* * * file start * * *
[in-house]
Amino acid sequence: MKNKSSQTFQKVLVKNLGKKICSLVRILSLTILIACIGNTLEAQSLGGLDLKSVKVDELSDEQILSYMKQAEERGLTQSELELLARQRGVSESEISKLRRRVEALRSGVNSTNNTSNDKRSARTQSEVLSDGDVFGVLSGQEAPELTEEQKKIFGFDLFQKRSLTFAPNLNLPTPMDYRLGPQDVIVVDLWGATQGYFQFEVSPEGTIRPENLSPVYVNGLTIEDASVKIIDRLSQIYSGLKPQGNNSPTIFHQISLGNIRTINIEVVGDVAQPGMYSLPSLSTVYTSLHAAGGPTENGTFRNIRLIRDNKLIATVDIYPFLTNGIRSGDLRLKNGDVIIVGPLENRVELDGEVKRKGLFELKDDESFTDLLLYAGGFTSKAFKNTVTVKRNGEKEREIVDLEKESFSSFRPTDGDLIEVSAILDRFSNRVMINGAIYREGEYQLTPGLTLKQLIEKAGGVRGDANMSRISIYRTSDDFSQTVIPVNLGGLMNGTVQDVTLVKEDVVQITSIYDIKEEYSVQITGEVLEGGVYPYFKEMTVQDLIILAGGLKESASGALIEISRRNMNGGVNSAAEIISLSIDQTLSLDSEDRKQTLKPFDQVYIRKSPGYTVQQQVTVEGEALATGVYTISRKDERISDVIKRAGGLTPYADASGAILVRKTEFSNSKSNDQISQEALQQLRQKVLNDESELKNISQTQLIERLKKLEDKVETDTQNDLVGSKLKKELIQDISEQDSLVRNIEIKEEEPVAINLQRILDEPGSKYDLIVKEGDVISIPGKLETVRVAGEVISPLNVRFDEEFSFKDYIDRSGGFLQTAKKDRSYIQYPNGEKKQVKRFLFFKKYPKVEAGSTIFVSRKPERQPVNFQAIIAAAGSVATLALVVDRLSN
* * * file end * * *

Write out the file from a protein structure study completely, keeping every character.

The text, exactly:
[in-house]
Amino acid sequence: MKNKSSQTFQKVLVKNLGKKICSLVRILSLTILIACIGNTLEAQSLGGLDLKSVKVDELSDEQILSYMKQAEERGLTQSELELLARQRGVSESEISKLRRRVEALRSGVNSTNNTSNDKRSARTQSEVLSDGDVFGVLSGQEAPELTEEQKKIFGFDLFQKRSLTFAPNLNLPTPMDYRLGPQDVIVVDLWGATQGYFQFEVSPEGTIRPENLSPVYVNGLTIEDASVKIIDRLSQIYSGLKPQGNNSPTIFHQISLGNIRTINIEVVGDVAQPGMYSLPSLSTVYTSLHAAGGPTENGTFRNIRLIRDNKLIATVDIYPFLTNGIRSGDLRLKNGDVIIVGPLENRVELDGEVKRKGLFELKDDESFTDLLLYAGGFTSKAFKNTVTVKRNGEKEREIVDLEKESFSSFRPTDGDLIEVSAILDRFSNRVMINGAIYREGEYQLTPGLTLKQLIEKAGGVRGDANMSRISIYRTSDDFSQTVIPVNLGGLMNGTVQDVTLVKEDVVQITSIYDIKEEYSVQITGEVLEGGVYPYFKEMTVQDLIILAGGLKESASGALIEISRRNMNGGVNSAAEIISLSIDQTLSLDSEDRKQTLKPFDQVYIRKSPGYTVQQQVTVEGEALATGVYTISRKDERISDVIKRAGGLTPYADASGAILVRKTEFSNSKSNDQISQEALQQLRQKVLNDESELKNISQTQLIERLKKLEDKVETDTQNDLVGSKLKKELIQDISEQDSLVRNIEIKEEEPVAINLQRILDEPGSKYDLIVKEGDVISIPGKLETVRVAGEVISPLNVRFDEEFSFKDYIDRSGGFLQTAKKDRSYIQYPNGEKKQVKRFLFFKKYPKVEAGSTIFVSRKPERQPVNFQAIIAAAGSVATLALVVDRLSN